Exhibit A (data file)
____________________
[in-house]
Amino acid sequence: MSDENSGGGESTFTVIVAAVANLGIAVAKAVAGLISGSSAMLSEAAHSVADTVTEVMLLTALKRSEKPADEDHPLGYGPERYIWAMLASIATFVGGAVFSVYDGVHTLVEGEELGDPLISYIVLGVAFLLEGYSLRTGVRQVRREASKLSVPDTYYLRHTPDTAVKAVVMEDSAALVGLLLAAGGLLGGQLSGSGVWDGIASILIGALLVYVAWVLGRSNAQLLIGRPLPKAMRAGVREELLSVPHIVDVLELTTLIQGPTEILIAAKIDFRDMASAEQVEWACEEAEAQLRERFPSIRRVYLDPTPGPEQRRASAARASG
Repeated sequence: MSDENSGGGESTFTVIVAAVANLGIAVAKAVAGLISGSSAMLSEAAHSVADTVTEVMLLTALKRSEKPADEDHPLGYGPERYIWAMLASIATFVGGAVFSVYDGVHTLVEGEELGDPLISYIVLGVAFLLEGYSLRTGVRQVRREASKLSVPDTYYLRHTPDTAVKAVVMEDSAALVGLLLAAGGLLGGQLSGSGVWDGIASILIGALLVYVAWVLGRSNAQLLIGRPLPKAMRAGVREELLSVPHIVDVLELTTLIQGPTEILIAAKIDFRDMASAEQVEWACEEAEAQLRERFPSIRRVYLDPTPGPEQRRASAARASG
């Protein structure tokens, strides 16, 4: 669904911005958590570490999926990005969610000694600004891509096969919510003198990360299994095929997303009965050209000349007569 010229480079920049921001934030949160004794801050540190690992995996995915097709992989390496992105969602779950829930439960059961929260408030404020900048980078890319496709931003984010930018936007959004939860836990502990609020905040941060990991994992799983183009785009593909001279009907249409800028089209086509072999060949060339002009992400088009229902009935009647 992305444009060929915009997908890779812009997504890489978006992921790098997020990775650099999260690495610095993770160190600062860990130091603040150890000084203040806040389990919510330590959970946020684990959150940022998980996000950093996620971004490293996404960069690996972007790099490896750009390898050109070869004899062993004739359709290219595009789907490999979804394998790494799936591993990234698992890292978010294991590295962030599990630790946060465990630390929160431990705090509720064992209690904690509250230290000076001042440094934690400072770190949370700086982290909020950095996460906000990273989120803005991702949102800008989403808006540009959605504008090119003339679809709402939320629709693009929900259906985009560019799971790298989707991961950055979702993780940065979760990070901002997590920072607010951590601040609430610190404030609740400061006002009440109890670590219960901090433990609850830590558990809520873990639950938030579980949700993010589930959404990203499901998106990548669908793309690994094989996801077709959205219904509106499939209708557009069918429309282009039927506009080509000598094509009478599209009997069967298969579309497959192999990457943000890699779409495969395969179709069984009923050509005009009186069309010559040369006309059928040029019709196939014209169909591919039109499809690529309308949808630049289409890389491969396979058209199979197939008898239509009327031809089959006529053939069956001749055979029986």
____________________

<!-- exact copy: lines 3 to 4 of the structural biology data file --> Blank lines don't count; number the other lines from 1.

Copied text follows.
Repeated sequence: MSDENSGGGESTFTVIVAAVANLGIAVAKAVAGLISGSSAMLSEAAHSVADTVTEVMLLTALKRSEKPADEDHPLGYGPERYIWAMLASIATFVGGAVFSVYDGVHTLVEGEELGDPLISYIVLGVAFLLEGYSLRTGVRQVRREASKLSVPDTYYLRHTPDTAVKAVVMEDSAALVGLLLAAGGLLGGQLSGSGVWDGIASILIGALLVYVAWVLGRSNAQLLIGRPLPKAMRAGVREELLSVPHIVDVLELTTLIQGPTEILIAAKIDFRDMASAEQVEWACEEAEAQLRERFPSIRRVYLDPTPGPEQRRASAARASG
């Protein structure tokens, strides 16, 4: 669904911005958590570490999926990005969610000694600004891509096969919510003198990360299994095929997303009965050209000349007569 010229480079920049921001934030949160004794801050540190690992995996995915097709992989390496992105969602779950829930439960059961929260408030404020900048980078890319496709931003984010930018936007959004939860836990502990609020905040941060990991994992799983183009785009593909001279009907249409800028089209086509072999060949060339002009992400088009229902009935009647 992305444009060929915009997908890779812009997504890489978006992921790098997020990775650099999260690495610095993770160190600062860990130091603040150890000084203040806040389990919510330590959970946020684990959150940022998980996000950093996620971004490293996404960069690996972007790099490896750009390898050109070869004899062993004739359709290219595009789907490999979804394998790494799936591993990234698992890292978010294991590295962030599990630790946060465990630390929160431990705090509720064992209690904690509250230290000076001042440094934690400072770190949370700086982290909020950095996460906000990273989120803005991702949102800008989403808006540009959605504008090119003339679809709402939320629709693009929900259906985009560019799971790298989707991961950055979702993780940065979760990070901002997590920072607010951590601040609430610190404030609740400061006002009440109890670590219960901090433990609850830590558990809520873990639950938030579980949700993010589930959404990203499901998106990548669908793309690994094989996801077709959205219904509106499939209708557009069918429309282009039927506009080509000598094509009478599209009997069967298969579309497959192999990457943000890699779409495969395969179709069984009923050509005009009186069309010559040369006309059928040029019709196939014209169909591919039109499809690529309308949808630049289409890389491969396979058209199979197939008898239509009327031809089959006529053939069956001749055979029986």